The Pyramids of Giza, especially the Great Pyramid built for Pharaoh Khufu (also known as Cheops), are among the most iconic monuments in the world. These massive structures were built as tombs and are a testament to the architectural and engineering prowess of ancient Egypt.  The pyramids symbolize the power and divine status of the pharaohs and remain one of the most recognizable symbols of ancient civilization.

Nebuchadnezzar II is credited with constructing the Hanging Gardens of Babylon, one of the Seven Wonders of the Ancient World, as well as significantly expanding and beautifying the city of Babylon itself, including the Ishtar Gate.  These constructions showcased the wealth, power, and sophistication of Babylon under his rule.

Darius I built the Royal Road, a vast network of roads facilitating communication and trade across the Persian Empire. He also constructed the ceremonial capital of Persepolis, which became a symbol of Persian grandeur.

Hadrian's Wall was built under the orders of Roman Emperor Hadrian to protect the northern boundary of the Roman Empire in Britain. It stretched about 73 miles and included forts, milecastles, and turrets.

All of them  remain as historical and archaeological landmarks only.  Unlike the monumental structures built by emperors to immortalize themselves, Jesus Christ chose a profoundly different way to ensure His presence and legacy continued on Earth. He instituted the sacrament of the Eucharist. This sacrament is unique in that it provides a means for the faithful to experience Jesus' spiritual and, according to Catholic and Orthodox belief, His real physical presence in a non-monumental, yet profoundly personal and communal way.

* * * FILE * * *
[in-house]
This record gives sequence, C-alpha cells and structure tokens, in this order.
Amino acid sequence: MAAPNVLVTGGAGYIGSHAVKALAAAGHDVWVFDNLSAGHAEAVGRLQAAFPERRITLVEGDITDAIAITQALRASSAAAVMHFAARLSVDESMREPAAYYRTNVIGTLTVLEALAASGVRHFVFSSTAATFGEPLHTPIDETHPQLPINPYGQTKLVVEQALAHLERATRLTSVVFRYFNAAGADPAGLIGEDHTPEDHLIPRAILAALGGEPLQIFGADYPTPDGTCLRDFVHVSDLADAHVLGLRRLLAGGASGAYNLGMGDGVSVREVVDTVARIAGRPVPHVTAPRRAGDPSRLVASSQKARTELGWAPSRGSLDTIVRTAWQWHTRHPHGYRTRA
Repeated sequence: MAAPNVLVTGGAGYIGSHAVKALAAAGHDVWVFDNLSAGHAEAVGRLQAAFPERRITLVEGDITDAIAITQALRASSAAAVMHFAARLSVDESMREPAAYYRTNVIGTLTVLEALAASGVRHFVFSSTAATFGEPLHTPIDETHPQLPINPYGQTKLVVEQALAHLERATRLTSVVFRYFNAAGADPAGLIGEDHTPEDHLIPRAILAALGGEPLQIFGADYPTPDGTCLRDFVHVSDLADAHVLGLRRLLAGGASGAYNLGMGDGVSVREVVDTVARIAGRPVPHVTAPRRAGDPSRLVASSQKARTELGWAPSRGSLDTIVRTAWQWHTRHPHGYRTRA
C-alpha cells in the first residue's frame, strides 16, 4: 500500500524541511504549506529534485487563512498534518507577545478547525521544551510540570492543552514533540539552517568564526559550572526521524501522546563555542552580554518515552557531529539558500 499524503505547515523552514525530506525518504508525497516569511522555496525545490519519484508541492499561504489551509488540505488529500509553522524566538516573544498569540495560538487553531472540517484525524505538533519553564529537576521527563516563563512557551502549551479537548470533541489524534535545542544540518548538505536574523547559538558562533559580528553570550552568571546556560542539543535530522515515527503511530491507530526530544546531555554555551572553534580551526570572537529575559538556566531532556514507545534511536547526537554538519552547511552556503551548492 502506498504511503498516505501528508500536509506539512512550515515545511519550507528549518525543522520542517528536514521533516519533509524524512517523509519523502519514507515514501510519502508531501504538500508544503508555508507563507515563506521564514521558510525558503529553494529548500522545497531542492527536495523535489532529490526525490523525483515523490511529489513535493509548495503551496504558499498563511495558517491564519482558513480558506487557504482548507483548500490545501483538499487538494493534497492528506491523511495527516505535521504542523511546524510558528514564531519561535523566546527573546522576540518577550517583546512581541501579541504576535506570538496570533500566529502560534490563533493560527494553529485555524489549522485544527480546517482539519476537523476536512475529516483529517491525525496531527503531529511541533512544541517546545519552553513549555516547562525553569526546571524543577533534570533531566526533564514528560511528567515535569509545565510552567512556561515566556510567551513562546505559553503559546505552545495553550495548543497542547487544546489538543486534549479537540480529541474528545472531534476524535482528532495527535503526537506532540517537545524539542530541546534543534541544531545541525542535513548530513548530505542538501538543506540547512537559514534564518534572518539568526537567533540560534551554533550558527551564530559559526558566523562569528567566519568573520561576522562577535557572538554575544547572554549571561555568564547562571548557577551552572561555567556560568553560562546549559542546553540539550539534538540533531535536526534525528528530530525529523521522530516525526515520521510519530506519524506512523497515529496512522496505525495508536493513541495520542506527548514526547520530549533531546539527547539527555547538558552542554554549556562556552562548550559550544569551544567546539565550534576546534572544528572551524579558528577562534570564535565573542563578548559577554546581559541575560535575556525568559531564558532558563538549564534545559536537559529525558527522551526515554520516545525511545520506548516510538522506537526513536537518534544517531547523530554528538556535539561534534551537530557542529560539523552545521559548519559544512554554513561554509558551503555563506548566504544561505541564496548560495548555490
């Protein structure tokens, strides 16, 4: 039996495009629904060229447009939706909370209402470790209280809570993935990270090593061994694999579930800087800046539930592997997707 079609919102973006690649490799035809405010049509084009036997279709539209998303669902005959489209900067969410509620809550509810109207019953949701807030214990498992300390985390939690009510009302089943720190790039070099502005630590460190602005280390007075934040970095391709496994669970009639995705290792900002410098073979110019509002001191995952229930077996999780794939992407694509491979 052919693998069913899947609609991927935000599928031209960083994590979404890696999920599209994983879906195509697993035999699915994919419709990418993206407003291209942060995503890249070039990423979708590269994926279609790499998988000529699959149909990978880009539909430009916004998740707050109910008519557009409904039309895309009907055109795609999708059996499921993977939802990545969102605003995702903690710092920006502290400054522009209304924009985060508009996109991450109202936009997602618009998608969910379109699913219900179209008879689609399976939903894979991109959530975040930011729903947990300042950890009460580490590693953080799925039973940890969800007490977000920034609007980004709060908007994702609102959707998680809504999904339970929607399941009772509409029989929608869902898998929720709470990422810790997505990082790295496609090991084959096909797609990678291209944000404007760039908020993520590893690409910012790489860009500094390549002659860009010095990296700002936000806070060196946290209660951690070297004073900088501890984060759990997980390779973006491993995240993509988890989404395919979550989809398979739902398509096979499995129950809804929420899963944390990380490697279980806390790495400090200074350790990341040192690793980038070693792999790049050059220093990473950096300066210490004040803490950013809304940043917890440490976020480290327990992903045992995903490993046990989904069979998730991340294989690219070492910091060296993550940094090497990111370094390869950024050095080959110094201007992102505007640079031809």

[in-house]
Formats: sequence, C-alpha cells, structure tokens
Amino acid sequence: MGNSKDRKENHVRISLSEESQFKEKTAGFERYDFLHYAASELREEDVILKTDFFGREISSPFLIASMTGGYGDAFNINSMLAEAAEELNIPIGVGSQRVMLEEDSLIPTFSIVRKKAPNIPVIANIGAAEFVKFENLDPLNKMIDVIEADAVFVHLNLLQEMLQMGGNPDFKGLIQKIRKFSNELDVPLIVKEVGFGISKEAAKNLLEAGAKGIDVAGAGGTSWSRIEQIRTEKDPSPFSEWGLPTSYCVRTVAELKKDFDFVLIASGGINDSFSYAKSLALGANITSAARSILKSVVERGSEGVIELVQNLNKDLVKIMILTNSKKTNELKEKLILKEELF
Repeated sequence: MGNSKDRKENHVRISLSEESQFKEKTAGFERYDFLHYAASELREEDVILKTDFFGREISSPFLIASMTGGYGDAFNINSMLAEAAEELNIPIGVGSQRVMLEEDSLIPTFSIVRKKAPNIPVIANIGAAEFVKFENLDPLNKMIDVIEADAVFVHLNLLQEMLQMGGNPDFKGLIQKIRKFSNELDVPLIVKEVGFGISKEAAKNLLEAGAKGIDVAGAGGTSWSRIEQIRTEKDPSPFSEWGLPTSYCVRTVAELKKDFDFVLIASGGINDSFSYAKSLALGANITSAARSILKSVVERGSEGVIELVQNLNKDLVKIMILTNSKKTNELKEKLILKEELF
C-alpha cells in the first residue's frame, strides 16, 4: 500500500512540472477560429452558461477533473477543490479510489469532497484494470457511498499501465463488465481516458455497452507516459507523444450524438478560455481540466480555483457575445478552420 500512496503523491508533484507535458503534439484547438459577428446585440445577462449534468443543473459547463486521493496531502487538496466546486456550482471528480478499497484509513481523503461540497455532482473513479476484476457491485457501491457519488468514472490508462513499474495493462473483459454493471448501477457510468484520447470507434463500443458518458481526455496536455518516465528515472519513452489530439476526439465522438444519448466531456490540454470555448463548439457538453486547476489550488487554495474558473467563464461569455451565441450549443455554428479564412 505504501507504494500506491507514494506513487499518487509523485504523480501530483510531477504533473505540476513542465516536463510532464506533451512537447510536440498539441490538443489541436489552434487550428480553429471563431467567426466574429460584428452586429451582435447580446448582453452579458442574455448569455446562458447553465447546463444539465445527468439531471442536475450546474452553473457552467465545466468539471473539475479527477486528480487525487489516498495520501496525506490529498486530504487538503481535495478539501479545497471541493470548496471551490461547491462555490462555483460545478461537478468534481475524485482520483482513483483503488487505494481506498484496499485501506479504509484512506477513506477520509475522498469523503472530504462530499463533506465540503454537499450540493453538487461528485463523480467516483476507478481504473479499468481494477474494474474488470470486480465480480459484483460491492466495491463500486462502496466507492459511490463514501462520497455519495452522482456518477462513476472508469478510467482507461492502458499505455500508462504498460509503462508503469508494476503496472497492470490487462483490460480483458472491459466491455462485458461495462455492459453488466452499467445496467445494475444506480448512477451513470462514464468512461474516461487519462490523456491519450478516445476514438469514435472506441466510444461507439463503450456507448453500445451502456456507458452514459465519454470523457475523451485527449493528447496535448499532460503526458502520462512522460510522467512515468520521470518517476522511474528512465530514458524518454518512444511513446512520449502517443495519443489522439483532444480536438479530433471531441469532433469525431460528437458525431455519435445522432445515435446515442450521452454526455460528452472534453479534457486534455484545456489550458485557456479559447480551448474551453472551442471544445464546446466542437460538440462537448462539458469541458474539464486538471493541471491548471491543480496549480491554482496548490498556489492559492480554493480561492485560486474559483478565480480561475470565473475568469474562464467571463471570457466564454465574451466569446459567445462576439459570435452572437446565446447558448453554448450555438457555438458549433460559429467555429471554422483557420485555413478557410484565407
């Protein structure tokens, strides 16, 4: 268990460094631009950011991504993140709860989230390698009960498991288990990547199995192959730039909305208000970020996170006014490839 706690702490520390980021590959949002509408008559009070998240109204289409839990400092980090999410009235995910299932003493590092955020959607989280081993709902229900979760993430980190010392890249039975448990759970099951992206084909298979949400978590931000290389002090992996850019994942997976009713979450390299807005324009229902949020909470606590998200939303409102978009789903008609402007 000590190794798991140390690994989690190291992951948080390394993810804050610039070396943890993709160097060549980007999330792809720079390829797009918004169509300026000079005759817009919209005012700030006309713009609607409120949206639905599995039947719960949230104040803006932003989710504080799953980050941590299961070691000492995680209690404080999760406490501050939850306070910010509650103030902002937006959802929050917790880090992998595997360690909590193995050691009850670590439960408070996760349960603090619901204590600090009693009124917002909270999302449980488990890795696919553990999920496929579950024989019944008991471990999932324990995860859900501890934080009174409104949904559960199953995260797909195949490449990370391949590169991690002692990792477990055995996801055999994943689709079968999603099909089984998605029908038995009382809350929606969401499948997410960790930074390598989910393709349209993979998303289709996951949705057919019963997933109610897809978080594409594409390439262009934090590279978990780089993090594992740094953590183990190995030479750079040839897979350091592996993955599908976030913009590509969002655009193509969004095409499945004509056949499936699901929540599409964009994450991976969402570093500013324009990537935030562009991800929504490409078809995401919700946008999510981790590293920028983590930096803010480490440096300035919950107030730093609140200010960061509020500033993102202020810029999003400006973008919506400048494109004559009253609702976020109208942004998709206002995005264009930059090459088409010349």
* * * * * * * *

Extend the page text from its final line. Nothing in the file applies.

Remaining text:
Eucharist is the symbol of Jesus’ presence in the church and  it is a spiritual nourishment, sustaining the believer's faith and connecting them intimately with Jesus. Just as physical food sustains the body, the Eucharist sustains the soul. The Eucharist unites the faithful not only with Christ but also with one another. It is a communal act that brings together the body of believers, fostering a sense of unity and shared faith. The Eucharist is a memorial of Jesus' sacrifice on the cross. It is a way for Christians to remember and participate in the Paschal Mystery – Jesus' passion, death, and resurrection.

In contrast to the static nature of physical monuments, the Eucharist is a dynamic, living memorial. It is celebrated repeatedly, allowing each generation of Christians to experience Christ’s presence in a tangible way. This continuous, living tradition ensures that Jesus' presence and the grace of His sacrifice are accessible to believers everywhere and at all times.

While emperors built grand monuments to secure their legacies, Jesus instituted the Eucharist to ensure His living, spiritual, and physical presence among His followers. This sacrament transcends time and space, offering a perpetual, intimate connection with Jesus that surpasses the permanence of any physical structure. Through the Eucharist, Jesus' promise to be with His disciples "always, to the very end of the age" (Matthew 28:20) is fulfilled in a deeply personal and communal manner.

Sharing in the Eucharist places several significant demands on us, calling us to live in ways that reflect the profound spiritual and communal significance of the sacrament.

The Eucharist is a communal act that unites believers as the Body of Christ. It demands a commitment to building and maintaining unity within the church, overcoming divisions, and fostering a spirit of love and fellowship among all members.

Sharing in the Eucharist calls us to emulate Christ’s love and sacrifice by serving others. This includes acts of charity, justice, and compassion, particularly towards the poor, marginalized, and those in need. The sacrament strengthens and sends believers out to be Christ’s hands and feet in the world.

Sharing in the Eucharist demands a holistic response from Christians that touches every aspect of their lives. It calls for faith, repentance, unity, service, holiness, evangelization, gratitude, and spiritual growth. Through these demands, the Eucharist shapes believers into a community that embodies the love, sacrifice, and presence of Christ in the world.